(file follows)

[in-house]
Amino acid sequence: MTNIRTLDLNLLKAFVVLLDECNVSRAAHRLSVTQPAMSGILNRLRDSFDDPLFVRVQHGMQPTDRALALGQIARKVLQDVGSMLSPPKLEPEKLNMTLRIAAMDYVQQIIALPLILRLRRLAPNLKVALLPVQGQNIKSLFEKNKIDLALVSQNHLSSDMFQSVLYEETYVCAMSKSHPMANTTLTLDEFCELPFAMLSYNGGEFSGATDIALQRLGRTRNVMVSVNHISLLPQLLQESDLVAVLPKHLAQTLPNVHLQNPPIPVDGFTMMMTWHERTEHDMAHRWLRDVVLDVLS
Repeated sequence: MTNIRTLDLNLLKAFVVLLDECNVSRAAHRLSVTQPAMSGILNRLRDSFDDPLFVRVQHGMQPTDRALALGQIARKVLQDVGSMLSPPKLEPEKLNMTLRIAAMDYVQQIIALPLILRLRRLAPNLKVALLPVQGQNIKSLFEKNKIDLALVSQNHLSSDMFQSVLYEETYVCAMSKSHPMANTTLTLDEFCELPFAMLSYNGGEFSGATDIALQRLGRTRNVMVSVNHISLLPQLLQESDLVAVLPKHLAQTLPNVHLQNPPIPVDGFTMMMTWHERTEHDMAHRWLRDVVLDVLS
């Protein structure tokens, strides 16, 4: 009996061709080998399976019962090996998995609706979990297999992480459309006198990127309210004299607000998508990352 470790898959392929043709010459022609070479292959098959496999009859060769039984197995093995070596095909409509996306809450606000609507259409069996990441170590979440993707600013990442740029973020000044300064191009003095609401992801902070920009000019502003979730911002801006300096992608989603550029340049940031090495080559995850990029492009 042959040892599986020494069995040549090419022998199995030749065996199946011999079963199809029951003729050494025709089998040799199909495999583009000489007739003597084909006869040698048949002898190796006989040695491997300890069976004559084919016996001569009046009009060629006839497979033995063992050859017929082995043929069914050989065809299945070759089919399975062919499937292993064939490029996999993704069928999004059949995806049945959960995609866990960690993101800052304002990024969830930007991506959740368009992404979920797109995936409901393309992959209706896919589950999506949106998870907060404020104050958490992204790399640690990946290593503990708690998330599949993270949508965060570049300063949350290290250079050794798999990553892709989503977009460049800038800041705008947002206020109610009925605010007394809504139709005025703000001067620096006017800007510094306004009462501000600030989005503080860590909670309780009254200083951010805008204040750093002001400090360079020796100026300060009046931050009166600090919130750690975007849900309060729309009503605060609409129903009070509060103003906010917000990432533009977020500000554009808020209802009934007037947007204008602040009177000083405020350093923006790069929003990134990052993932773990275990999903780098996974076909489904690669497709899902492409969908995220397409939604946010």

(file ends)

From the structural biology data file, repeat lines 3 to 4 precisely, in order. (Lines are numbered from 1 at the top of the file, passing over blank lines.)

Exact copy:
Repeated sequence: MTNIRTLDLNLLKAFVVLLDECNVSRAAHRLSVTQPAMSGILNRLRDSFDDPLFVRVQHGMQPTDRALALGQIARKVLQDVGSMLSPPKLEPEKLNMTLRIAAMDYVQQIIALPLILRLRRLAPNLKVALLPVQGQNIKSLFEKNKIDLALVSQNHLSSDMFQSVLYEETYVCAMSKSHPMANTTLTLDEFCELPFAMLSYNGGEFSGATDIALQRLGRTRNVMVSVNHISLLPQLLQESDLVAVLPKHLAQTLPNVHLQNPPIPVDGFTMMMTWHERTEHDMAHRWLRDVVLDVLS
């Protein structure tokens, strides 16, 4: 009996061709080998399976019962090996998995609706979990297999992480459309006198990127309210004299607000998508990352 470790898959392929043709010459022609070479292959098959496999009859060769039984197995093995070596095909409509996306809450606000609507259409069996990441170590979440993707600013990442740029973020000044300064191009003095609401992801902070920009000019502003979730911002801006300096992608989603550029340049940031090495080559995850990029492009 042959040892599986020494069995040549090419022998199995030749065996199946011999079963199809029951003729050494025709089998040799199909495999583009000489007739003597084909006869040698048949002898190796006989040695491997300890069976004559084919016996001569009046009009060629006839497979033995063992050859017929082995043929069914050989065809299945070759089919399975062919499937292993064939490029996999993704069928999004059949995806049945959960995609866990960690993101800052304002990024969830930007991506959740368009992404979920797109995936409901393309992959209706896919589950999506949106998870907060404020104050958490992204790399640690990946290593503990708690998330599949993270949508965060570049300063949350290290250079050794798999990553892709989503977009460049800038800041705008947002206020109610009925605010007394809504139709005025703000001067620096006017800007510094306004009462501000600030989005503080860590909670309780009254200083951010805008204040750093002001400090360079020796100026300060009046931050009166600090919130750690975007849900309060729309009503605060609409129903009070509060103003906010917000990432533009977020500000554009808020209802009934007037947007204008602040009177000083405020350093923006790069929003990134990052993932773990275990999903780098996974076909489904690669497709899902492409969908995220397409939604946010």